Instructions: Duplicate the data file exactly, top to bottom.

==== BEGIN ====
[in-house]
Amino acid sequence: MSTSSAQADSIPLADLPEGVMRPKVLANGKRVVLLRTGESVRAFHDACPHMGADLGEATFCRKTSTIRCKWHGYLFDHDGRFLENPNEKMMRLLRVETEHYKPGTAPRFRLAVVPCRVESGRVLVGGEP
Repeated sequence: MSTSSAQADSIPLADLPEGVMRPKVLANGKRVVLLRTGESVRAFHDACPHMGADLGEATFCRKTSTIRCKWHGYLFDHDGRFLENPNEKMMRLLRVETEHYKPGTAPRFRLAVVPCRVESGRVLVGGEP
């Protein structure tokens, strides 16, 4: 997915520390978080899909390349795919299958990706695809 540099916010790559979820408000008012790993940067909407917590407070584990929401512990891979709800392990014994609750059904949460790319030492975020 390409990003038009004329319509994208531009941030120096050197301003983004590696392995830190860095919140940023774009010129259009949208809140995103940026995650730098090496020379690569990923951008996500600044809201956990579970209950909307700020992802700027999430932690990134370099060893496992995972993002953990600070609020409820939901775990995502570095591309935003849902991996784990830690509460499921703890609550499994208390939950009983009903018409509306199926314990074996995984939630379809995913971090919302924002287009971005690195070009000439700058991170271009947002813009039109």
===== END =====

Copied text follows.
[in-house]
Amino acid sequence: MSTSSAQADSIPLADLPEGVMRPKVLANGKRVVLLRTGESVRAFHDACPHMGADLGEATFCRKTSTIRCKWHGYLFDHDGRFLENPNEKMMRLLRVETEHYKPGTAPRFRLAVVPCRVESGRVLVGGEP
Repeated sequence: MSTSSAQADSIPLADLPEGVMRPKVLANGKRVVLLRTGESVRAFHDACPHMGADLGEATFCRKTSTIRCKWHGYLFDHDGRFLENPNEKMMRLLRVETEHYKPGTAPRFRLAVVPCRVESGRVLVGGEP
């Protein structure tokens, strides 16, 4: 997915520390978080899909390349795919299958990706695809 540099916010790559979820408000008012790993940067909407917590407070584990929401512990891979709800392990014994609750059904949460790319030492975020 390409990003038009004329319509994208531009941030120096050197301003983004590696392995830190860095919140940023774009010129259009949208809140995103940026995650730098090496020379690569990923951008996500600044809201956990579970209950909307700020992802700027999430932690990134370099060893496992995972993002953990600070609020409820939901775990995502570095591309935003849902991996784990830690509460499921703890609550499994208390939950009983009903018409509306199926314990074996995984939630379809995913971090919302924002287009971005690195070009000439700058991170271009947002813009039109």